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Your New Chief

By Earnest J Davis Jr, FACHE, CHEF President-Elect

The new guy is only one promotion, one retirement, one unforeseen exit away.? Very few leaders in healthcare administration are going to make it through their entire career with the same one-up.? Whether it is through your own transition or a new archetype in your existing organization, the challenge of learning a new leadership reality will confront most of us at some point.? Having recently encountered this circumstance myself, here are a few points of reflection I found helpful in building that new relationship for future success.

Appreciate the challenge.? It is far too easy to find yourself in a managerial pattern where true leadership is forgone in favor of meetings, reporting, and emails.? Inserting a new and perhaps unknown quantity can be the catalyst for change in you, your areas of responsibility, and the organization as a whole.? Embrace the opportunity to break out of the monotony and present new ideas, fresh analysis, and novel approaches to stale problems.? There is no need to play the same role you have served on your team in the past as the dynamic of the team has changed anyway.? This is a fresh start for you just as it is for them so don?t let the opportunity for re-invention pass you buy.

Understand your similarities and differences.? Most often looking at your one-up is not going to be like gazing into a mirror.? Just as you have had to learn the complexities of co-workers and subordinates you will have to learn what makes your new chief tick. A personality typing exercise such as the Meyers-Briggs has the potential to not only illustrate similarities among team members but also provide tools for effective working relationships among different personality types.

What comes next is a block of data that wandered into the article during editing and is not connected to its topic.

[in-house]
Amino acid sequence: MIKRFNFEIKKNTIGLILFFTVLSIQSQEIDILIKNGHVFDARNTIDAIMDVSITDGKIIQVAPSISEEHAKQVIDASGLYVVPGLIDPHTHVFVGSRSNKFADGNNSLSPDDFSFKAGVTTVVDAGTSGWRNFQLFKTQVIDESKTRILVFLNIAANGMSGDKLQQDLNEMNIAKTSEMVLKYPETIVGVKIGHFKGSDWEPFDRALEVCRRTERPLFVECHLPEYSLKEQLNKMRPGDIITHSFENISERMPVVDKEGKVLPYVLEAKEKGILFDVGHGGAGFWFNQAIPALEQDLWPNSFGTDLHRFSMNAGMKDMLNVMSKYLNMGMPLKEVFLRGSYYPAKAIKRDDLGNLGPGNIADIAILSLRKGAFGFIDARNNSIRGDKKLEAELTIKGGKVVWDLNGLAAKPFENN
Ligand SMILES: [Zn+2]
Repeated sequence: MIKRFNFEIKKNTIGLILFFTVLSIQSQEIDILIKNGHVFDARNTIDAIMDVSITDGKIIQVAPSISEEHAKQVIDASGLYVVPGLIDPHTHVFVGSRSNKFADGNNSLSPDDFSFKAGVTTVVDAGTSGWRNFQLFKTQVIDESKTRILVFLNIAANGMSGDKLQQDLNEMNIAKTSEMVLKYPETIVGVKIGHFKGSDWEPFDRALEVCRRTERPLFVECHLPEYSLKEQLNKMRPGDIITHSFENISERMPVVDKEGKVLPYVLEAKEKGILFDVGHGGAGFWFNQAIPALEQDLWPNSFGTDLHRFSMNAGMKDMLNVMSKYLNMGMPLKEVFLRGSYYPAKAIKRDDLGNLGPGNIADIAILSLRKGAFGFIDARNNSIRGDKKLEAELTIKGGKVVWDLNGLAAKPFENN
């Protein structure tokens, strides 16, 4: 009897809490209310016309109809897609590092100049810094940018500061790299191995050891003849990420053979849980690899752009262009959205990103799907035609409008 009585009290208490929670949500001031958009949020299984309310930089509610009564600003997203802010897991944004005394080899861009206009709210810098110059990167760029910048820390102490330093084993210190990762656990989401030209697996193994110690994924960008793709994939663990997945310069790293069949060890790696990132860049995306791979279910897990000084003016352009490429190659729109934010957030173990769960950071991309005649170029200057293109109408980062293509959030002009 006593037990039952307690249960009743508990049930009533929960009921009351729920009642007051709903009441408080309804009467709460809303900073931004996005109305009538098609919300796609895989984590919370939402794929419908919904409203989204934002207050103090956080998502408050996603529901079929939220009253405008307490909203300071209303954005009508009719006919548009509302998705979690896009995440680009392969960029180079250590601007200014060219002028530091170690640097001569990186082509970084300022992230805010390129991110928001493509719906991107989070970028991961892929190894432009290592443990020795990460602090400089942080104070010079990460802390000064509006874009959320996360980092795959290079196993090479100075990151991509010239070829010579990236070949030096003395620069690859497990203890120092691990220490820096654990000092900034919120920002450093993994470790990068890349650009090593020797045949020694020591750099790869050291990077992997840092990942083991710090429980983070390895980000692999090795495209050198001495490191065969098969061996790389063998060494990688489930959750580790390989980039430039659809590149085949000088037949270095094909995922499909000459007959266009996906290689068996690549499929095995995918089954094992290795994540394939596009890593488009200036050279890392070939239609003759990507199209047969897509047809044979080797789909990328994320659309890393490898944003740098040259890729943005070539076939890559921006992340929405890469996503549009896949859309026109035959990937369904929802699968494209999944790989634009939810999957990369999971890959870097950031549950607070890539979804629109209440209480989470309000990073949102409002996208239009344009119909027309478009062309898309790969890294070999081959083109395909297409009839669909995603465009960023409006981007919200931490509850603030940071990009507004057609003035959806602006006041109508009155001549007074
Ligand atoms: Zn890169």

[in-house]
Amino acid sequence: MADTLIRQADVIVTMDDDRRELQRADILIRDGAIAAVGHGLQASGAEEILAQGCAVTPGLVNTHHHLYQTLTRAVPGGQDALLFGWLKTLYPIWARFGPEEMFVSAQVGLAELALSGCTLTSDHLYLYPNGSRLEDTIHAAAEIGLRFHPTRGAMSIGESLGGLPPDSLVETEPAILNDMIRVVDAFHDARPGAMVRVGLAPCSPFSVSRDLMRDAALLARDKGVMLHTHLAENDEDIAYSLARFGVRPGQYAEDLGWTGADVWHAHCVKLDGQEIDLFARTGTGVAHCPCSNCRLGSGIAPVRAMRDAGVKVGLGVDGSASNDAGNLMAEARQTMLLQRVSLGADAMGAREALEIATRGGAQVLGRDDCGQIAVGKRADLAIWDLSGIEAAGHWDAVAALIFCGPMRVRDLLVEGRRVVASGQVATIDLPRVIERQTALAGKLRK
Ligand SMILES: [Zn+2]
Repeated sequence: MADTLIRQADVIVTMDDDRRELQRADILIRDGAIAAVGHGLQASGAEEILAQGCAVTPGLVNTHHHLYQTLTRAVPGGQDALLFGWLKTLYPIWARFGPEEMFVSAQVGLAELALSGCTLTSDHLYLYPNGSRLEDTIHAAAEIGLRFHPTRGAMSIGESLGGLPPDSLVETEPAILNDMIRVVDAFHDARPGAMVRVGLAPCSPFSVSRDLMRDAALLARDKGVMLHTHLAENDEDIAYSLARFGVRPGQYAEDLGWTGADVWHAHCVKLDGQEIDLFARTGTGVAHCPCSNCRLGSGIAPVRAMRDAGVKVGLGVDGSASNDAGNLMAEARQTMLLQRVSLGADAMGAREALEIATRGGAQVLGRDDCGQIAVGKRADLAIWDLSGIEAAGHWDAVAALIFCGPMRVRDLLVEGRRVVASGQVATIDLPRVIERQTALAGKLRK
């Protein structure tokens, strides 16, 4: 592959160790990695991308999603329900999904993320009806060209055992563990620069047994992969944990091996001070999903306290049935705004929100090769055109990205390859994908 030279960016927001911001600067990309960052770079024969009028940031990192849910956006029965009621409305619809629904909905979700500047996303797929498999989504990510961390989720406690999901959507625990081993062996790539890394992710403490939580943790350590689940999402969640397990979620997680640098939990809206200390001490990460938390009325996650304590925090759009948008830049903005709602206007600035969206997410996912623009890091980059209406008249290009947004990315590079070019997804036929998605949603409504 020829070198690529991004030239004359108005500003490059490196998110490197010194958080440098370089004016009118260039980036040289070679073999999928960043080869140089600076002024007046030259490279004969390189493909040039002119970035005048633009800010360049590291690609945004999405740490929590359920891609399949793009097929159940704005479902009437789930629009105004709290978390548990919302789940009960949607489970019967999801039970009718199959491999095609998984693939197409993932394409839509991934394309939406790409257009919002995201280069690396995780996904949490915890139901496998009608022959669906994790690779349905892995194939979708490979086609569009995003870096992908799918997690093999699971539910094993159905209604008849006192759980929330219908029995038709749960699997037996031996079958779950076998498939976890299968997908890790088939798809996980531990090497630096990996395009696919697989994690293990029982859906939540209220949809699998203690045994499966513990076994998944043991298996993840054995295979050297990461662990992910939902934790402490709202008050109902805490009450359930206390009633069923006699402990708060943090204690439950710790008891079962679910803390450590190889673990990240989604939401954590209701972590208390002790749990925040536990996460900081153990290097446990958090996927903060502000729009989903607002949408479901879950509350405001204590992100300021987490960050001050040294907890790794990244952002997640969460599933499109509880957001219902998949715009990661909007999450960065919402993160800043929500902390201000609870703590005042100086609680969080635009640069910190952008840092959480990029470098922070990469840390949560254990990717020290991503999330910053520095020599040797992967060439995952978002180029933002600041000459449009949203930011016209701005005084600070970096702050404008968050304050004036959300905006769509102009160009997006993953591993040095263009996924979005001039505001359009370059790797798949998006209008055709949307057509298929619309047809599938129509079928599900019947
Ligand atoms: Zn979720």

Bolster your stance with data.? Your new manager will expect and most likely appreciate your ability to provide history regarding the organization and its many moving parts.? Making introductions and touring the facility are great ways to establish a baseline for the new leader, but moving beyond current state will require identification of the leader?s future state and harvesting a gap analysis for improvement.? It can be comfortable basing the analysis and plans on what you know, but your new boss will appreciate working with what you can prove.? Use data, statistics and industry research wherever possible to reinforce your viewpoints and suggestions.

Lean on your mentors.? Never has your mentor been more valuable than at this time.? Your new one-up will be fully engrossed in learning the organization?s culture and developing the way forward while concurrently adjusting to their new employment situation.? The less time the new leader has to devote to your needs, the more time he can allocate to their new job duties.? Use your existing relationship with a trusted advisor to develop ideas before presentation problem-solve before escalation.? Hopefully the new chief will grow into the mentorship role for you after gaining their footing.? Until then, lean on your professional organization and established personal advisers for growth and development.

Let your guard down.?? If they?re going to replace you, it?s just going to happen.? Hoarding information, hiding behind your counterparts, or being silent through the storm is not going to help position you to avoid the proverbial axe.? Speak up in meetings where you have something to add. Share your wins as well as your losses, including what you learned from each.? Don?t be afraid to schedule coffee or a beer and get to know the new guy as a person.? They will appreciate the opportunity to be themselves just as much as you will gain from an improved collegial relationship.


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